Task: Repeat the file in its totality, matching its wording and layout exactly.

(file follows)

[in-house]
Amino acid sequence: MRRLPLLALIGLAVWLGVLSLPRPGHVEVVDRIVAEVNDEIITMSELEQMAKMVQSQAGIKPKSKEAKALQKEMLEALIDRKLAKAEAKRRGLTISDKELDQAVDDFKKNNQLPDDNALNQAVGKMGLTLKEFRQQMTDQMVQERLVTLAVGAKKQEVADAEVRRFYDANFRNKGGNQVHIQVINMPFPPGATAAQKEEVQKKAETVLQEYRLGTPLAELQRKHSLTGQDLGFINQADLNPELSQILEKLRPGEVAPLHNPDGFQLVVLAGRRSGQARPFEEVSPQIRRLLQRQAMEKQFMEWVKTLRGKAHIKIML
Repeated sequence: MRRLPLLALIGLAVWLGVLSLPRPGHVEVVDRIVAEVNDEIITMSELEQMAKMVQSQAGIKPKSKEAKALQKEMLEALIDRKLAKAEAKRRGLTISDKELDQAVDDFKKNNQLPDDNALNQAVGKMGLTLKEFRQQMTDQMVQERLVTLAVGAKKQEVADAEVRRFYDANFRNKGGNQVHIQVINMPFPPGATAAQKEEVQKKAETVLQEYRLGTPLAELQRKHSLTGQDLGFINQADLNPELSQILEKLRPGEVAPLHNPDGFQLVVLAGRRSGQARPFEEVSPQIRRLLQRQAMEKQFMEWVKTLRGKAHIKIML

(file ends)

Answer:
[in-house]
Amino acid sequence: MRRLPLLALIGLAVWLGVLSLPRPGHVEVVDRIVAEVNDEIITMSELEQMAKMVQSQAGIKPKSKEAKALQKEMLEALIDRKLAKAEAKRRGLTISDKELDQAVDDFKKNNQLPDDNALNQAVGKMGLTLKEFRQQMTDQMVQERLVTLAVGAKKQEVADAEVRRFYDANFRNKGGNQVHIQVINMPFPPGATAAQKEEVQKKAETVLQEYRLGTPLAELQRKHSLTGQDLGFINQADLNPELSQILEKLRPGEVAPLHNPDGFQLVVLAGRRSGQARPFEEVSPQIRRLLQRQAMEKQFMEWVKTLRGKAHIKIML
Repeated sequence: MRRLPLLALIGLAVWLGVLSLPRPGHVEVVDRIVAEVNDEIITMSELEQMAKMVQSQAGIKPKSKEAKALQKEMLEALIDRKLAKAEAKRRGLTISDKELDQAVDDFKKNNQLPDDNALNQAVGKMGLTLKEFRQQMTDQMVQERLVTLAVGAKKQEVADAEVRRFYDANFRNKGGNQVHIQVINMPFPPGATAAQKEEVQKKAETVLQEYRLGTPLAELQRKHSLTGQDLGFINQADLNPELSQILEKLRPGEVAPLHNPDGFQLVVLAGRRSGQARPFEEVSPQIRRLLQRQAMEKQFMEWVKTLRGKAHIKIML